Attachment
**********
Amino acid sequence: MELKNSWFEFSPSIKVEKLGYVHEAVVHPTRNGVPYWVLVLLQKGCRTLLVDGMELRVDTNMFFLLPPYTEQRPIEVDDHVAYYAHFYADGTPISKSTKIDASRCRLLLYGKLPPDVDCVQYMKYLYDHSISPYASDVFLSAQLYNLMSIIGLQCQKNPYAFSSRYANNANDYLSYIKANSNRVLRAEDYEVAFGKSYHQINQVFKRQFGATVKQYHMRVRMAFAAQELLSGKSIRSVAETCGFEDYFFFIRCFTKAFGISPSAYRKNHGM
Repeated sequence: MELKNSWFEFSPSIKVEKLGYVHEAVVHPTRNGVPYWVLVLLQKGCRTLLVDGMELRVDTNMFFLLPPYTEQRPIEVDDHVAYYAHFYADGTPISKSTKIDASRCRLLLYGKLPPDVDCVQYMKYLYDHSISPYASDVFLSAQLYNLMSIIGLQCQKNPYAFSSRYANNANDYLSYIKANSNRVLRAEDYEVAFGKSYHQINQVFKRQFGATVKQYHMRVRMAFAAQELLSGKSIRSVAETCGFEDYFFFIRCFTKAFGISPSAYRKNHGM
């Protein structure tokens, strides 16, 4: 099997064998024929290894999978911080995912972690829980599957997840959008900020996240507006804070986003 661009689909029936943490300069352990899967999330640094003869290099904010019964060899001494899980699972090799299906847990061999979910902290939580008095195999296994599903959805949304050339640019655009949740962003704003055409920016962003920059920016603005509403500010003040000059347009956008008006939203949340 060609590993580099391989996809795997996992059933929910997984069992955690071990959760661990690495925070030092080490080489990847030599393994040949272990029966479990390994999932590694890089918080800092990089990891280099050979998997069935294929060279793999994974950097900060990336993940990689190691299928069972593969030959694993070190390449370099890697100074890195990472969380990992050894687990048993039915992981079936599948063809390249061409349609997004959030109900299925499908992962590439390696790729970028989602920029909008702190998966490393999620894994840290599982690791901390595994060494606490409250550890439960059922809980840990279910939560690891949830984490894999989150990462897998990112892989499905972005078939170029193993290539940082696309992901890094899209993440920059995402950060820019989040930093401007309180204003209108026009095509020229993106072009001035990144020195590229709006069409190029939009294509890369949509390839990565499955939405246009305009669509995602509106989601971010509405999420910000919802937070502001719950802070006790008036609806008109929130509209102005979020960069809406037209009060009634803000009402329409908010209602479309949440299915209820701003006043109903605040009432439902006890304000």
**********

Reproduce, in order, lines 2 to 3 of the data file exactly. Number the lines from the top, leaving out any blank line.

Repeated sequence: MELKNSWFEFSPSIKVEKLGYVHEAVVHPTRNGVPYWVLVLLQKGCRTLLVDGMELRVDTNMFFLLPPYTEQRPIEVDDHVAYYAHFYADGTPISKSTKIDASRCRLLLYGKLPPDVDCVQYMKYLYDHSISPYASDVFLSAQLYNLMSIIGLQCQKNPYAFSSRYANNANDYLSYIKANSNRVLRAEDYEVAFGKSYHQINQVFKRQFGATVKQYHMRVRMAFAAQELLSGKSIRSVAETCGFEDYFFFIRCFTKAFGISPSAYRKNHGM
């Protein structure tokens, strides 16, 4: 099997064998024929290894999978911080995912972690829980599957997840959008900020996240507006804070986003 661009689909029936943490300069352990899967999330640094003869290099904010019964060899001494899980699972090799299906847990061999979910902290939580008095195999296994599903959805949304050339640019655009949740962003704003055409920016962003920059920016603005509403500010003040000059347009956008008006939203949340 060609590993580099391989996809795997996992059933929910997984069992955690071990959760661990690495925070030092080490080489990847030599393994040949272990029966479990390994999932590694890089918080800092990089990891280099050979998997069935294929060279793999994974950097900060990336993940990689190691299928069972593969030959694993070190390449370099890697100074890195990472969380990992050894687990048993039915992981079936599948063809390249061409349609997004959030109900299925499908992962590439390696790729970028989602920029909008702190998966490393999620894994840290599982690791901390595994060494606490409250550890439960059922809980840990279910939560690891949830984490894999989150990462897998990112892989499905972005078939170029193993290539940082696309992901890094899209993440920059995402950060820019989040930093401007309180204003209108026009095509020229993106072009001035990144020195590229709006069409190029939009294509890369949509390839990565499955939405246009305009669509995602509106989601971010509405999420910000919802937070502001719950802070006790008036609806008109929130509209102005979020960069809406037209009060009634803000009402329409908010209602479309949440299915209820701003006043109903605040009432439902006890304000």